The media’s coverage of that story – including an invited Op-Ed piece in the New York Times – made it a bumpy and confusing ride for parents across the globe. The international storm extended from France to India to Australia and beyond. Responses from parents and professionals alike ranged from “I am so relieved to see that a scientist is finally talking about this” to “Utter hogwash”.
Well, guess what? A new study carried out in New Zealand has just replicated those earlier findings. It was carried out by Dr. Ken Blaiklock at the Unitec Institute of Technology in New Zealand, recently published in the New Zealand Research in Early Childhood Education Journal.
Blaiklock’s study showed the same three key patterns as the 2008 UK study. First, the amount of conversation observed to be occurring within parent-child pairs, out walking in public spaces, was very low. Blaiklock’s observations showed that they were even lower in New Zealand (5%) than in the UK (22%). Second, conversations were more likely to be going on when strollers faced toward the pusher (8%) than when the stroller faced away (.5%). Finally, outward-facing strollers are by far the most common model, even for infants estimated to be below the age of 1 year (68% vs. 12% of observations where a stroller was being used as transport, the remainder of his observations comprised of supermarket trolleys (3%) and infants being carried (17%)). Blaiklock concluded: “It is possible that parents may not always be aware of the value of making use of the one-to-one interaction opportunities that occur when accompanying children in prams.”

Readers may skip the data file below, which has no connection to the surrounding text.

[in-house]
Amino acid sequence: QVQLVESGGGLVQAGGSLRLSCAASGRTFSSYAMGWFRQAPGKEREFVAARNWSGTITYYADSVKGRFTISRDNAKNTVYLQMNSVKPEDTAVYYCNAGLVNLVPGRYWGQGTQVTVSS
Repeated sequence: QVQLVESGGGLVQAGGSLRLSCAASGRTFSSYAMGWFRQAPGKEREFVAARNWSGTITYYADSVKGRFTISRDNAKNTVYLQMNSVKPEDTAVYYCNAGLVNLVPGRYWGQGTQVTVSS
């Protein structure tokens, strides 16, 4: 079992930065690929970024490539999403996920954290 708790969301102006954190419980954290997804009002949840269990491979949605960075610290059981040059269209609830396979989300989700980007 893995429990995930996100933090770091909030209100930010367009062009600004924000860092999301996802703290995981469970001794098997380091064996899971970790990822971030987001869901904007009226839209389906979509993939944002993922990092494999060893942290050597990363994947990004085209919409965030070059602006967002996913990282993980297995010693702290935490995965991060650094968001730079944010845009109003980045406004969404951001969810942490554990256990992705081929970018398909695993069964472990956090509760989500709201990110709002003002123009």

How do we help the public to think about this issue in more depth? How do we do that without causing parents to be alarmed or to feel guilty? That’s what happened in 2008. The media’s coverage of the story led parents to feel worried and defensive. The language used didn’t help parents to feel curious or informed. The coverage made it seem like a rather silly, over-stated issue.